Public Success, Private Sorrow: The Life and Times of Charles Henry Brewitt-Taylor (1857-1938), China Customs Commissioner and Pioneer Translator

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Hong Kong University Press, 2009 - Biography & Autobiography - 260 pages
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"Often sent with their families to lonely outposts at a turbulent time in Chinese history, the experiences of the Customs Officers are very little-known: this makes the story of C.H. Brewitt-Taylor, his rise from very humble origins to service in far-flung corners of China, both hot and cold, dull and dangerous, all the more welcome." - From the Foreword by Dr. Frances Wood, British Library

Living most of his adult life as an official in the Chinese Imperial Customs Service, Charles Brewitt-Taylor also achieved distinction as a scholar of Chinese. He prepared a masterly translation of the Romance of the Three Kingdoms, the first of the major traditional Chinese novels to be fully translated into English. In this biography, Cyril Cannon provides the fascinating story of an Englishman who lived through the last years of the Qing dynasty, was trapped in the British Legation during the Boxer uprising (when the first draft of his translation was destroyed), and went on to occupy a number of senior positions in the Imperial Customs as Commissioner of Customs in various ports, Shanghai Postmaster and first Director of the important Customs College.

While recounting his official life and his scholarly work, the author skillfully reconstructs the life of an expatriate and his relationships. His public success from humble origins was marred by the early loss of family including his first wife, and achieved while coping with the mental instability of his second wife (her amazingly frank revelations and fantasies are remarkable), as well as her suspected infidelity. To tell this story, the author draws on a rich range of sources, many previously unused, including archives, official and personal correspondence, diaries, memoirs, contemporary publications, and newspapers, as well as scholarly texts.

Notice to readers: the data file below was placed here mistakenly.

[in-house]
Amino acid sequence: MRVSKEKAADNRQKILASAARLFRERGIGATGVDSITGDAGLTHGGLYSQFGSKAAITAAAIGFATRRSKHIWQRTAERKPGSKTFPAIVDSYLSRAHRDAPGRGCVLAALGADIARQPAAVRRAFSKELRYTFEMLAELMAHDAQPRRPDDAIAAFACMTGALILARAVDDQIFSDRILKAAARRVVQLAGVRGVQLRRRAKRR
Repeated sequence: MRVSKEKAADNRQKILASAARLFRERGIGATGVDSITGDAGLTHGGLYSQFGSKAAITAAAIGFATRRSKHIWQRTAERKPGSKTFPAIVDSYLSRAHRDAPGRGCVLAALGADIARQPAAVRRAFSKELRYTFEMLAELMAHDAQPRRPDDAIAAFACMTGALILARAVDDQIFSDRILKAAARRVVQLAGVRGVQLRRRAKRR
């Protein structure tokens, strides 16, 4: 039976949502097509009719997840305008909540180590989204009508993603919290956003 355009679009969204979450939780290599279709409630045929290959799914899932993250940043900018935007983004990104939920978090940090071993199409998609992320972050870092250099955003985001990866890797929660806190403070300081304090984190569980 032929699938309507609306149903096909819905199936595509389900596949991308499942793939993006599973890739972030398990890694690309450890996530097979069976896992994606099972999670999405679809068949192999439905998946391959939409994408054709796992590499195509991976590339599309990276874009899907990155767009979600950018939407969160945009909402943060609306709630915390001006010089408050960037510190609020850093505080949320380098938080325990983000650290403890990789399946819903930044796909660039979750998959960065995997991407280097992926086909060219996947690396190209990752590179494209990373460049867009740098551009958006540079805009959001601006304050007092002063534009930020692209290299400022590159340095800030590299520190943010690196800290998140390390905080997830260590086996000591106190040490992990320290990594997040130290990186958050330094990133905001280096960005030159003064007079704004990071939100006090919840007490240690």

This study will appeal to all interested in modern Chinese history, and especially in the Imperial Customs Service and in Western interactions with China. It will be valuable reading for anyone studying the history of translation, and the Western discovery of Chinese culture. This readable personal story effectively introduces a crucial transitional stage in China's early development.

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About the author (2009)

After fifteen years in the printing industry, Isidore Cyril Cannon entered academic life following undergraduate and postgraduate study at the London School of Economics. He taught in adult and higher education, engaged in post-doctoral research, and was founding Head of Department of Humanities and Social Studies at what is now the University of the South Bank, London, before appointment as Deputy Director responsible for academic affairs at the forerunner to the Plymouth University in the UK. For nearly ten years he worked in Hong Kong, helping to set up the precursor to City University as the member of senior management responsible for academic affairs. Following retirement he was appointed Academic Consultant to Lingnan College on its transition to university status.

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